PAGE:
Land titling in Australia has undergone a revolutionary shift over the past four decades. The return of diverse forms of title to Indigenous Australians has produced some semblance of land justice. About half the continent is now held under some form of Indigenous title.
Since federation, many government policy proposals to “develop the north” have sought to replicate the economic growth trajectory of the temperate south. Such plans are based on state-sanctioned, often environmentally damaging, market capitalism.
The holistic focus of ecological economics informs an alternative approach. It’s based on the tenet that everything connects to everything else: the economy is embedded in society and society is embedded in the environment, the natural order.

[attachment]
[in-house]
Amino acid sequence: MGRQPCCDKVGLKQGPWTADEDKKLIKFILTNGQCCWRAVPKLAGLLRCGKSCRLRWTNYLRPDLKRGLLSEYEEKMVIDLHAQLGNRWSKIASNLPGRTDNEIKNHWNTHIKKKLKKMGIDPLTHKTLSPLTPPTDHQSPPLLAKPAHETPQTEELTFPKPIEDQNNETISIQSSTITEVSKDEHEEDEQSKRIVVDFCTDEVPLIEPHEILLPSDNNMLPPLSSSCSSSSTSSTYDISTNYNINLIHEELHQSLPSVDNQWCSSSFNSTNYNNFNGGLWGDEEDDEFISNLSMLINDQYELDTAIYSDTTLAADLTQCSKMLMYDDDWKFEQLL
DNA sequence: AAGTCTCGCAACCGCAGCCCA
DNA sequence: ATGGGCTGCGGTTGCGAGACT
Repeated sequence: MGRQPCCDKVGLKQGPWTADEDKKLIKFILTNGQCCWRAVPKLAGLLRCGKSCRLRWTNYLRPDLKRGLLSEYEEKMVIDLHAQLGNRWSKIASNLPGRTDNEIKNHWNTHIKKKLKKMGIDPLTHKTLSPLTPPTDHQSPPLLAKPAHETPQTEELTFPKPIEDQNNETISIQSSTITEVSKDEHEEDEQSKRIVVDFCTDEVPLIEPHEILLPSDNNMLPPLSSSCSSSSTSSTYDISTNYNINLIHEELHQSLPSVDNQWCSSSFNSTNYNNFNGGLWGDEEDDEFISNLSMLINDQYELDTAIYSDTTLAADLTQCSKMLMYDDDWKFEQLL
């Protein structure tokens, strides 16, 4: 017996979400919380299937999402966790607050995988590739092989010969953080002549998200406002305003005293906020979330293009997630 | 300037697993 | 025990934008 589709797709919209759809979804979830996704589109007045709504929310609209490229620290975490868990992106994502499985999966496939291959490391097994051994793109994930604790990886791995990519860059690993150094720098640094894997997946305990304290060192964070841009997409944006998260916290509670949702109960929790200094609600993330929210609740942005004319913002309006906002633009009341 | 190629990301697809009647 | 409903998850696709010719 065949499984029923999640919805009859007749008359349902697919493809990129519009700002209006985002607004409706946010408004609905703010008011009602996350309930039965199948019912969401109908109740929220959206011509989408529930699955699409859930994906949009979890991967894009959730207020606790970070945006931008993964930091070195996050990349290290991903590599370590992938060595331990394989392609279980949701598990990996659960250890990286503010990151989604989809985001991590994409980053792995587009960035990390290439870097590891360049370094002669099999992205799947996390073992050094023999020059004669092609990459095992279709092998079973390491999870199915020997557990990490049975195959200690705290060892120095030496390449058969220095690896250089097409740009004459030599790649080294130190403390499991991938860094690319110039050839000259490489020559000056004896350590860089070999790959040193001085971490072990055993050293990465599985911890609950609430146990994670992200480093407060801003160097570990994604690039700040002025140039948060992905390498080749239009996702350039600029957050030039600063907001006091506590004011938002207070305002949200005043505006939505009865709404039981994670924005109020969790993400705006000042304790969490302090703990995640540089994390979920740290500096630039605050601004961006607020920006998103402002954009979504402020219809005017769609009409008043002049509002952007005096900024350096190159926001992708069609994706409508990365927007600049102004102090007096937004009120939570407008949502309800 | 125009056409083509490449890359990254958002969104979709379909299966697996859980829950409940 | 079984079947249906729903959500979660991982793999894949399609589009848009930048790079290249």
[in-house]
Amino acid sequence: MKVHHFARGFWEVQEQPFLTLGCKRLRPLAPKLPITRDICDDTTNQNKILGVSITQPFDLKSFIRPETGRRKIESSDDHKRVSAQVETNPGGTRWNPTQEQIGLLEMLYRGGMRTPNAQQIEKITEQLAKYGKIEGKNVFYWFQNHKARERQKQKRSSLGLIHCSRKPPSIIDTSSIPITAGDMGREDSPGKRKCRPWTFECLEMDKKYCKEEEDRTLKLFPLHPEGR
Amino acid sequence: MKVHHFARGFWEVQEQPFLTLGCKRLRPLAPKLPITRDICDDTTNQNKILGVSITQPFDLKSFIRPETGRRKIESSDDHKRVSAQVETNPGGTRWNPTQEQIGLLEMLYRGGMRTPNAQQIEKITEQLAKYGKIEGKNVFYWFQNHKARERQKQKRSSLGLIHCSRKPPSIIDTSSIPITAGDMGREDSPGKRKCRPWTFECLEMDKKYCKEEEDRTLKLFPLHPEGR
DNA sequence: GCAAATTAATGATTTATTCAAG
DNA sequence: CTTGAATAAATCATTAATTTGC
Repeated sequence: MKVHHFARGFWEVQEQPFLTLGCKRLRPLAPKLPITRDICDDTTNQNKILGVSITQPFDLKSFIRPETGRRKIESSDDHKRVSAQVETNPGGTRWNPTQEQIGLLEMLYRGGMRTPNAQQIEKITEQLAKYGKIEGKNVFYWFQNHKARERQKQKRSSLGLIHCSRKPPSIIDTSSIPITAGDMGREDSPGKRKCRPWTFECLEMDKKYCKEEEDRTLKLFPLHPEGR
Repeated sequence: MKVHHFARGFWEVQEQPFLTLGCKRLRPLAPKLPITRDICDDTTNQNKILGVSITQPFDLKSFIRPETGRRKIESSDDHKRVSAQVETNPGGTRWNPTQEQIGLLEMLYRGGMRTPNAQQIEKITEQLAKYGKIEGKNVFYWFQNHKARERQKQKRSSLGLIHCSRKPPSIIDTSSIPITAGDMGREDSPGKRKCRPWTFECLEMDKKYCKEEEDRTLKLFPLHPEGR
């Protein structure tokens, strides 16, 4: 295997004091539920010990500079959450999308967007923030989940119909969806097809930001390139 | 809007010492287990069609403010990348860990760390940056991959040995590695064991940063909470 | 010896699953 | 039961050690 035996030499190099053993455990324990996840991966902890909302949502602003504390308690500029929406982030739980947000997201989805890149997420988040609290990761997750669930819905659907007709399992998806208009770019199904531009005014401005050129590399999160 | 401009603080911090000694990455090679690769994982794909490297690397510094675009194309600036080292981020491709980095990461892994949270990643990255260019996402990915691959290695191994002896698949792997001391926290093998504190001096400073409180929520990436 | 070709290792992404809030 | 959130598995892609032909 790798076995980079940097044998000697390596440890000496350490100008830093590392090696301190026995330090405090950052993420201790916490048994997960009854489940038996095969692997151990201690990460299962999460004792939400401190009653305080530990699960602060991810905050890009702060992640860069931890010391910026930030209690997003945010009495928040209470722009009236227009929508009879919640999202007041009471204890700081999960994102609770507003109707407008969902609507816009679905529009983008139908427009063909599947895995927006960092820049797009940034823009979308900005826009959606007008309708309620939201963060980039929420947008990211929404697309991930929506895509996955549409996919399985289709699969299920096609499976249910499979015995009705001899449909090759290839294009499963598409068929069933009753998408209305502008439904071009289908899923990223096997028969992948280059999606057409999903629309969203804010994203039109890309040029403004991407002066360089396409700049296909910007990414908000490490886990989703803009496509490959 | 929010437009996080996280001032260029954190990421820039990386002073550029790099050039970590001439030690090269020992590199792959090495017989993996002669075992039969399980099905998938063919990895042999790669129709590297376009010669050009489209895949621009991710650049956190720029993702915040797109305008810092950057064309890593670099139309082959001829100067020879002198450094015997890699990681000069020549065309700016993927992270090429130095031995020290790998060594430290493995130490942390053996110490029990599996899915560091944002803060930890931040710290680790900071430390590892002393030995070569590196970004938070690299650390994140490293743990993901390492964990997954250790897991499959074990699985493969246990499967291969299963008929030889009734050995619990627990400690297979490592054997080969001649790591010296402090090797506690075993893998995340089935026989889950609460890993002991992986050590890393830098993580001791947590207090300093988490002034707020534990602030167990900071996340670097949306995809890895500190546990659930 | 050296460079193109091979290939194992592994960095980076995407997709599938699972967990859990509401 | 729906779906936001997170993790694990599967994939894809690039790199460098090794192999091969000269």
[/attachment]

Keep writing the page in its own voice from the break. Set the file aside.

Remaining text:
This line of reasoning resonates with the focus of many Indigenous landowners on the need to nurture kin, ancestral country and living, natural resources.
Ecological economics distinguishes between economic growth that depletes non-renewable resources irrespective of environmental harm, and forms of development that focus on human well-being, cultural and environmental values.
Read the full article on The Conversation